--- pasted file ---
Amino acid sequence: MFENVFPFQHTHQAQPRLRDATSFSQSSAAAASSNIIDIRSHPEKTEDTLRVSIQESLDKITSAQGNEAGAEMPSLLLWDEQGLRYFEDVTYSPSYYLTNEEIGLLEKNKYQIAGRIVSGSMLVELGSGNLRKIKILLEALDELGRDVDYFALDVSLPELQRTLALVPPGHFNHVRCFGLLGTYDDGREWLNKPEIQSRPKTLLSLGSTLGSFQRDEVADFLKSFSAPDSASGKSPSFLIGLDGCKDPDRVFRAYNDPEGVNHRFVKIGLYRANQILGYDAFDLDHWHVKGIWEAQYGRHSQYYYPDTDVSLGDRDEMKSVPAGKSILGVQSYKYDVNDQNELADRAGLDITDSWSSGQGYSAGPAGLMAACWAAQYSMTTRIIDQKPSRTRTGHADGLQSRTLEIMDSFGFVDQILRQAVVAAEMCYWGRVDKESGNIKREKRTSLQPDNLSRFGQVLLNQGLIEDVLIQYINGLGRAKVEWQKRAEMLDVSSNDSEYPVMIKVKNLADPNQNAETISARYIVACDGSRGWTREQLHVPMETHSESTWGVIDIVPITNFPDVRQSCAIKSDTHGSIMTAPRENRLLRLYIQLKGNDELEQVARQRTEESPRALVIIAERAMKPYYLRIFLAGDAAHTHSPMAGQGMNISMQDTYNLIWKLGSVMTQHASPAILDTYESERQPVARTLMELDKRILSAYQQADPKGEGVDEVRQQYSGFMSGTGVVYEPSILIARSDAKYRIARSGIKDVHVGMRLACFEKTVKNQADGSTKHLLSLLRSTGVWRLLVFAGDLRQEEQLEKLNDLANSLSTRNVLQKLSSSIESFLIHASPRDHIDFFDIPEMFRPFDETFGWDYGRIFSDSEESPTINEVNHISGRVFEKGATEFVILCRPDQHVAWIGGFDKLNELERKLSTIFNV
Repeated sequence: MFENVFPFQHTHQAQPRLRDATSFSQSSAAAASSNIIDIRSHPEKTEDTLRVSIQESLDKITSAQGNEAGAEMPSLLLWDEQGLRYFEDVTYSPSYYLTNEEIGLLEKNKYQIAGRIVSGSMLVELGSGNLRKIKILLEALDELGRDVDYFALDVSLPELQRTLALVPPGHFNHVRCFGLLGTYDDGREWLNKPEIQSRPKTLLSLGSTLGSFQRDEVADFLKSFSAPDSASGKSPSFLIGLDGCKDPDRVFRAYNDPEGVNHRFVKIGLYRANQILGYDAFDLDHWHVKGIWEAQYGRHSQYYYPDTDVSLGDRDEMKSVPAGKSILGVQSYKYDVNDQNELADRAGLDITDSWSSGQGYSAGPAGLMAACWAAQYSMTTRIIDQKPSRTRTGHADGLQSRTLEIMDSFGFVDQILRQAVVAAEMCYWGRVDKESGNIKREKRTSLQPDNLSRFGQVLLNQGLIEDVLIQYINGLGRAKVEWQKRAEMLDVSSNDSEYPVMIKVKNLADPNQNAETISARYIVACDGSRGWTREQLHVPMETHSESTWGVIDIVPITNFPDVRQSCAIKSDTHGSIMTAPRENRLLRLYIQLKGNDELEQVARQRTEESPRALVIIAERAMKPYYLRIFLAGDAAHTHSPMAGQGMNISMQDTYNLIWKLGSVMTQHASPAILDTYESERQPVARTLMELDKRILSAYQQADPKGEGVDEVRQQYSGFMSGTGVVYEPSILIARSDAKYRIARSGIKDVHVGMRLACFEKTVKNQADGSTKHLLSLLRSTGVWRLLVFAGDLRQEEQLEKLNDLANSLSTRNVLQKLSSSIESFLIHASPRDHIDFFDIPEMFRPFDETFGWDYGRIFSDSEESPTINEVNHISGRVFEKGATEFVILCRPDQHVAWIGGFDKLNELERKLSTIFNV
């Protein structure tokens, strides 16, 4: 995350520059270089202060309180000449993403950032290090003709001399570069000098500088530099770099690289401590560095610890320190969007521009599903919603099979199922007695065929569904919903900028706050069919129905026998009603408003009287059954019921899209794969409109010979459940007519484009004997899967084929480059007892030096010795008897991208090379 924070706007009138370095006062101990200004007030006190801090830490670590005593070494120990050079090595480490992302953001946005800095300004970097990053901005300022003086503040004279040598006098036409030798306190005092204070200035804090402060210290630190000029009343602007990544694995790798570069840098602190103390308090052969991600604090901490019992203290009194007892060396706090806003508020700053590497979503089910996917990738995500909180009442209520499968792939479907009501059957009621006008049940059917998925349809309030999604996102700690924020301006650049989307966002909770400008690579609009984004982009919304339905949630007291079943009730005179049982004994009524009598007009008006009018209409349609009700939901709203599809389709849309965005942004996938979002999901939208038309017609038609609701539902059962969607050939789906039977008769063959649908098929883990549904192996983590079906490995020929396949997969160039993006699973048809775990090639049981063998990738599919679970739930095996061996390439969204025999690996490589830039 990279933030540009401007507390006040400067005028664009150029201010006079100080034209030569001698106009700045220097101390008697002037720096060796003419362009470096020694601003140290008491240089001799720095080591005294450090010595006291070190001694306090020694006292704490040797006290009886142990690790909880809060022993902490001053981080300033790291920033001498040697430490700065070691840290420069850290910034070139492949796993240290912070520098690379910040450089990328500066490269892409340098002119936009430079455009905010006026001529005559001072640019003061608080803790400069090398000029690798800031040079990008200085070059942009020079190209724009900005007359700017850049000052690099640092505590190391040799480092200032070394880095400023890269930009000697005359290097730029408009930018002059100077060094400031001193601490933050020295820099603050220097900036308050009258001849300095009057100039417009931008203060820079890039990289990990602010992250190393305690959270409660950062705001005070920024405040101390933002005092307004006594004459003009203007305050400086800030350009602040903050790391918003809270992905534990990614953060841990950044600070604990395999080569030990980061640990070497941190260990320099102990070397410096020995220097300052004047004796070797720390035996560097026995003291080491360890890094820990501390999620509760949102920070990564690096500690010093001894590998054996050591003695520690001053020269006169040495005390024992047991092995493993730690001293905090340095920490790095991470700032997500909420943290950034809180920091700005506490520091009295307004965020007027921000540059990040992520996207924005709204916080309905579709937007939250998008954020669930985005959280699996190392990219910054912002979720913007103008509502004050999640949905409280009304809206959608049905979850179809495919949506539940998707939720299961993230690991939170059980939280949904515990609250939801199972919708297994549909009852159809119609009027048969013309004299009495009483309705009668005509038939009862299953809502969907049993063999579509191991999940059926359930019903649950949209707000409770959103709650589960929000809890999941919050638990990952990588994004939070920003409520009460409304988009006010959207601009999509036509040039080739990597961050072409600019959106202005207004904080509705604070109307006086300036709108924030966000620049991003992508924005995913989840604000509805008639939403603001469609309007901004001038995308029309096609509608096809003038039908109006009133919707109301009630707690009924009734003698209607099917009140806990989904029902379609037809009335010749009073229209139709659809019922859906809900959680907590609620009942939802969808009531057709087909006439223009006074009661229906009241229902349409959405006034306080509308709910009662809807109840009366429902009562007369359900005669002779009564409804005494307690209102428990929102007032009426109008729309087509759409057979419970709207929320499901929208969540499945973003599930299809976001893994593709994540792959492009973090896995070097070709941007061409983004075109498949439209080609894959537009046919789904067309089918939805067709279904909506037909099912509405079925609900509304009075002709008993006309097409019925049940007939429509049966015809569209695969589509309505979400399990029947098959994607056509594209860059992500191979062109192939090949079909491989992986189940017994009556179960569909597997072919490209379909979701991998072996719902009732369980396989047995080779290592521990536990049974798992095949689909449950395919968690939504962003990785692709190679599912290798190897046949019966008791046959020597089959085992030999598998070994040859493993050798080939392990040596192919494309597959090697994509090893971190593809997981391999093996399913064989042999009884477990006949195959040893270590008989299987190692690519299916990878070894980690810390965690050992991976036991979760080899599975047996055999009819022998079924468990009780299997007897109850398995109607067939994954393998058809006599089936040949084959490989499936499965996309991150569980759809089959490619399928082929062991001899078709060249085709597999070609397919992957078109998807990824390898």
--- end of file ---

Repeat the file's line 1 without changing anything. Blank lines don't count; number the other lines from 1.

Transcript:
Amino acid sequence: MFENVFPFQHTHQAQPRLRDATSFSQSSAAAASSNIIDIRSHPEKTEDTLRVSIQESLDKITSAQGNEAGAEMPSLLLWDEQGLRYFEDVTYSPSYYLTNEEIGLLEKNKYQIAGRIVSGSMLVELGSGNLRKIKILLEALDELGRDVDYFALDVSLPELQRTLALVPPGHFNHVRCFGLLGTYDDGREWLNKPEIQSRPKTLLSLGSTLGSFQRDEVADFLKSFSAPDSASGKSPSFLIGLDGCKDPDRVFRAYNDPEGVNHRFVKIGLYRANQILGYDAFDLDHWHVKGIWEAQYGRHSQYYYPDTDVSLGDRDEMKSVPAGKSILGVQSYKYDVNDQNELADRAGLDITDSWSSGQGYSAGPAGLMAACWAAQYSMTTRIIDQKPSRTRTGHADGLQSRTLEIMDSFGFVDQILRQAVVAAEMCYWGRVDKESGNIKREKRTSLQPDNLSRFGQVLLNQGLIEDVLIQYINGLGRAKVEWQKRAEMLDVSSNDSEYPVMIKVKNLADPNQNAETISARYIVACDGSRGWTREQLHVPMETHSESTWGVIDIVPITNFPDVRQSCAIKSDTHGSIMTAPRENRLLRLYIQLKGNDELEQVARQRTEESPRALVIIAERAMKPYYLRIFLAGDAAHTHSPMAGQGMNISMQDTYNLIWKLGSVMTQHASPAILDTYESERQPVARTLMELDKRILSAYQQADPKGEGVDEVRQQYSGFMSGTGVVYEPSILIARSDAKYRIARSGIKDVHVGMRLACFEKTVKNQADGSTKHLLSLLRSTGVWRLLVFAGDLRQEEQLEKLNDLANSLSTRNVLQKLSSSIESFLIHASPRDHIDFFDIPEMFRPFDETFGWDYGRIFSDSEESPTINEVNHISGRVFEKGATEFVILCRPDQHVAWIGGFDKLNELERKLSTIFNV